That scary reality does exits in the classro0m. What explanation could be given for student sitting in class and do not ask a question even when he/she does not understand what the teacher is saying or the concept of what is being taught. Well, several things could be the cause. It could be that the students lack motivation. This is an important role a teacher plays in the classroom. To accomplish this task, teachers must know there students well enough to provide learning experiences that they will find interesting, valuable, intrinsically motivation and rewarding. (Kellough 2000). when students are motivated they will get more involved and open. on the other hand, a student could have a psychological problem. (Seifert and huffnung 2000); Vygotsky speaks of the zone of proximal development. This is the stage children will star being independent with a little help and this is when they learn to ask questions about why things are the way they are. Now some children may be barred from asking questions and this could have significant effects. Another explanation could be the way a child socialized. You know, I remember back in the days children were not allowed to ask certain questions and surprisingly there are still people who practice this. A child’s learning is dependent on how he or she interacts with society; of course this must be guided in order to protect the child from that which is harmful but socialization is very important. When a student is given the opportunity to ask questions, their whole perspective of things will change and they will view things much clearer. I hope that my contribution has shed a little more light on the topic and it was a pleasure reading your article.
    Thank You.

  3. I agree with you that we need to encourage our students to ask questions in our classes so that knowledge and understanding can be gained. From my research, “Asking questions is not easy for many students in most cases. Teachers should help students feel that there are no such things as silly questions. Asking questions is one of the most valuable skills a person can develop.” (Glasgow page 72). Here are some points I think can be used in helping to alleviate the fear of asking questions.
    1. Learn and use students’ names: students will be more engaged if they believe that you perceive them as individuals, rather than as anonymous members of a group. Encourage students to learn one another’s names, as well; this strategy will increase the possibility that they will address one another by name and direct their comments to one another, not just to you.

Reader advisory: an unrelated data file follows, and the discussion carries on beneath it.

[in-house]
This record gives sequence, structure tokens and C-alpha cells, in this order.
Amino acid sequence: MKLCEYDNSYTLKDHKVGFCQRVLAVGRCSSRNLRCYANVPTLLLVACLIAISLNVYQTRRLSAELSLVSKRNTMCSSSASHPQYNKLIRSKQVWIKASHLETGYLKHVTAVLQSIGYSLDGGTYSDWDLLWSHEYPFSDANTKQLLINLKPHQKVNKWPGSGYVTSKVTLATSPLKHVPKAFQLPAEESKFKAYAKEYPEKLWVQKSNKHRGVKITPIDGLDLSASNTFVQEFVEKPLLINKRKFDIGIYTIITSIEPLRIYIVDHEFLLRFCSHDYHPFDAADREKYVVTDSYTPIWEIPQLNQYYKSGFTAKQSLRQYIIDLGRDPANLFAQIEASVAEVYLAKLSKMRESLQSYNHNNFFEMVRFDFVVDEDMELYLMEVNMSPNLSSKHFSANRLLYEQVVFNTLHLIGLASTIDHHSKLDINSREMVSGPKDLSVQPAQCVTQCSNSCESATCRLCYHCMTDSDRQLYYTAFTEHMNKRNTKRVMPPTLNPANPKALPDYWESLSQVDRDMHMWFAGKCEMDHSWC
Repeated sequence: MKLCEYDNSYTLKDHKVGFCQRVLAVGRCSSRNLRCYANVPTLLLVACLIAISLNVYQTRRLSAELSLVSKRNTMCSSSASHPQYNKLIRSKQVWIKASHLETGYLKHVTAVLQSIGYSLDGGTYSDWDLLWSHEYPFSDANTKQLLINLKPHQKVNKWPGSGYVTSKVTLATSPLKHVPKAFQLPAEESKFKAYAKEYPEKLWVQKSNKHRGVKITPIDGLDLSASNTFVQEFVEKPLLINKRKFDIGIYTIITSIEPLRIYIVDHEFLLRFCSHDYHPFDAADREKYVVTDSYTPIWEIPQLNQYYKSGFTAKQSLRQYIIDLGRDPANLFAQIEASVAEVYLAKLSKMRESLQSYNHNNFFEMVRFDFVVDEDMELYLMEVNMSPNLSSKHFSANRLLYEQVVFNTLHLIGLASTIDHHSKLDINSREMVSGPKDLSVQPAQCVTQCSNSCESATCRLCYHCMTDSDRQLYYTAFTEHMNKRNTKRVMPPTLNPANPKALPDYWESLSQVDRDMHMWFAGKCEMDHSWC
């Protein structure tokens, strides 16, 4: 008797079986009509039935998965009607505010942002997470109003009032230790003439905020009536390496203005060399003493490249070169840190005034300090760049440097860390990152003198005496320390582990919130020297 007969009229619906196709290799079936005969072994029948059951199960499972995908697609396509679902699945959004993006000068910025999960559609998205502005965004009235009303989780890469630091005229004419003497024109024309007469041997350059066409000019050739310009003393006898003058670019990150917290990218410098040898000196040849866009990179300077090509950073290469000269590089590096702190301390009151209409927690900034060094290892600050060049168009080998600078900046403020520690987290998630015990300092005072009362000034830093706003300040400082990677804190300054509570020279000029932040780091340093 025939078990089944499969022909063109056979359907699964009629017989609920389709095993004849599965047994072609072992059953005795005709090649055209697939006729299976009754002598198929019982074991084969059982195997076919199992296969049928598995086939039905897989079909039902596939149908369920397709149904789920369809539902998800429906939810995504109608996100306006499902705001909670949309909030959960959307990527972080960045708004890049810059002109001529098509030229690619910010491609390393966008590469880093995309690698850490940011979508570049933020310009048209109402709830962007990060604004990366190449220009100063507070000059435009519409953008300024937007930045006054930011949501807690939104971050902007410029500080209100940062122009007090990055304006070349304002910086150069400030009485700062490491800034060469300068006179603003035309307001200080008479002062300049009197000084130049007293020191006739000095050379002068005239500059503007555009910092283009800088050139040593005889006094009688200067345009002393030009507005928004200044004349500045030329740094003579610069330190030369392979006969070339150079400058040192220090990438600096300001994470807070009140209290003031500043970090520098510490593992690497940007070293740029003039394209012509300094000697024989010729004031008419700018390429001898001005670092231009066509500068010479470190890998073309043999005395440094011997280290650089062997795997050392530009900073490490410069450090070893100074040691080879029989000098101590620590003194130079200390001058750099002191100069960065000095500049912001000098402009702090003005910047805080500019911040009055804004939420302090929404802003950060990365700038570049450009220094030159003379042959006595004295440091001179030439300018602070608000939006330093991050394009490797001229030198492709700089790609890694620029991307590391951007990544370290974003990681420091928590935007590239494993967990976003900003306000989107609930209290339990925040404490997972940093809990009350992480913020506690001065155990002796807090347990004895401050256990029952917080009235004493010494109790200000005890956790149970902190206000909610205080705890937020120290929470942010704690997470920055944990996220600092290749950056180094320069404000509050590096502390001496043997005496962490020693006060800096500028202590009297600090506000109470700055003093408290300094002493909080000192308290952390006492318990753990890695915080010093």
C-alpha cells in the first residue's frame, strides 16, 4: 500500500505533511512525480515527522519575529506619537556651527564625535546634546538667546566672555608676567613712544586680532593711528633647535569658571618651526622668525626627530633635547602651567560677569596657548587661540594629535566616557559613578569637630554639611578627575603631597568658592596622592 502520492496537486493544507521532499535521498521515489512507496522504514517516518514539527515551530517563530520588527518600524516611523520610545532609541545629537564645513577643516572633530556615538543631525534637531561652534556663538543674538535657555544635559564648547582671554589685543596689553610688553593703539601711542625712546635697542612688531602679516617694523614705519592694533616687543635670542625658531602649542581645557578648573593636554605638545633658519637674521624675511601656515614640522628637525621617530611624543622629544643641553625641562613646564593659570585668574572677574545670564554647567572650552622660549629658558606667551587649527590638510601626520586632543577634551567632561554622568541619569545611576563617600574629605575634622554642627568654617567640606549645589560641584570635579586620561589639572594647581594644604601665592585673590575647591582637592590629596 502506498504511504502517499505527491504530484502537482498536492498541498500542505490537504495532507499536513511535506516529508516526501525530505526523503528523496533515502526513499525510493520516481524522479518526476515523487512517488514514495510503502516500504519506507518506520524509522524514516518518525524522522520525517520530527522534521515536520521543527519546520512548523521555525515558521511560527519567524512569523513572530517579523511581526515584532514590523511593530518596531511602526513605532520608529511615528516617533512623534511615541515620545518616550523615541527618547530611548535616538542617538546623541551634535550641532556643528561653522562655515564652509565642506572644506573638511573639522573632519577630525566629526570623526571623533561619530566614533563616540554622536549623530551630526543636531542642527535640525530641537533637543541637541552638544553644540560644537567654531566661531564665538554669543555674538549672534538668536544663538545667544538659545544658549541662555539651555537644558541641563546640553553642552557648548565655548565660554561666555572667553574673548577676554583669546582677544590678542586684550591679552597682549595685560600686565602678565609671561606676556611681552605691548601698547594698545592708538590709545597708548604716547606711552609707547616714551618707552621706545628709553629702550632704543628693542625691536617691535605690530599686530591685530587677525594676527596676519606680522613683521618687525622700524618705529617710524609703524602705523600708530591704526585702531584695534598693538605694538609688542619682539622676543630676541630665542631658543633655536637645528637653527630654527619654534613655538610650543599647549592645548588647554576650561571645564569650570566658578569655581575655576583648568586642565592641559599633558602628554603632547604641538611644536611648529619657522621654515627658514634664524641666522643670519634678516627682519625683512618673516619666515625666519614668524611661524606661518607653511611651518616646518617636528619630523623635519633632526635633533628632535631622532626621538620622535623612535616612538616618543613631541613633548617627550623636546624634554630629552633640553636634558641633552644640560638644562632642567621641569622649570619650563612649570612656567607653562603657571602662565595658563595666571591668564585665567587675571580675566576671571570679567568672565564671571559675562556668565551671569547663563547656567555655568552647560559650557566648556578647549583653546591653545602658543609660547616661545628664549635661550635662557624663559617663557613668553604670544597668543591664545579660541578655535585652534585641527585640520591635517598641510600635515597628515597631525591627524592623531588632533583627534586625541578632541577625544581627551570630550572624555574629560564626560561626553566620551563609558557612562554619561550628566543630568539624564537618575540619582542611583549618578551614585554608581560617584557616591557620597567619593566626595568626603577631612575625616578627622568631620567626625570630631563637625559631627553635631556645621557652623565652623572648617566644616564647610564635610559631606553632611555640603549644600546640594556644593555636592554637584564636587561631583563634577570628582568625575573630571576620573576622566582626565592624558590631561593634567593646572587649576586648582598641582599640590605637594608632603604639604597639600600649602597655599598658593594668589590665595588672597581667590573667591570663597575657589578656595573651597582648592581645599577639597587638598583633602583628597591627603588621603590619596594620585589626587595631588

2. Use verbal and non-verbal cues to encourage participation: do not rely on the same volunteers to answer every question. Respond to frequent volunteers in a way that indicates that you appreciate their responses, but want to hear from others as well. Move to a part of the room where quiet students are sitting; smile at and make eye contact with these students to encourage them to speak up. Student’s anxieties can be reduced by creating an atmosphere in which they feel comfortable “thinking out-loud,” taking intellectual risks, asking questions, and admitting when they do not know something; one of the best ways to do this is to model such behaviours.
    3. Redirect comments and questions to other students: encourage students to respond to one another, rather than merely to you. When a student is speaking, look around the room, not just at the student who is speaking; making eye contact with other students lets them know that you expect them to be listening and formulating responses. Provide students with a model of civil discourse by demonstrating respect for, and interest in, the views of others. Learn to limit your own comments. Particularly when facilitating a discussion, hold back from responding to every comment; otherwise, students will learn to wait for you to respond rather than formulating their own responses.
    Ideally, the goal of increasing participation is not to have every student participate in the same way or at the same rate. Instead, it is to create an environment in which all participants have the opportunity to learn and in which the class explores issues and ideas in depth, from a variety of viewpoints. Some students will raise their voices more than others; this variation is a result of differences in learning preferences as well as differences in personalities.
    Glasgow, N., & Hicks, C. (2003) What Successful Teachers Do: 91 Research-Based Classroom Strategies for New and Veteran Teachers. Retrieved from September 18, 2013.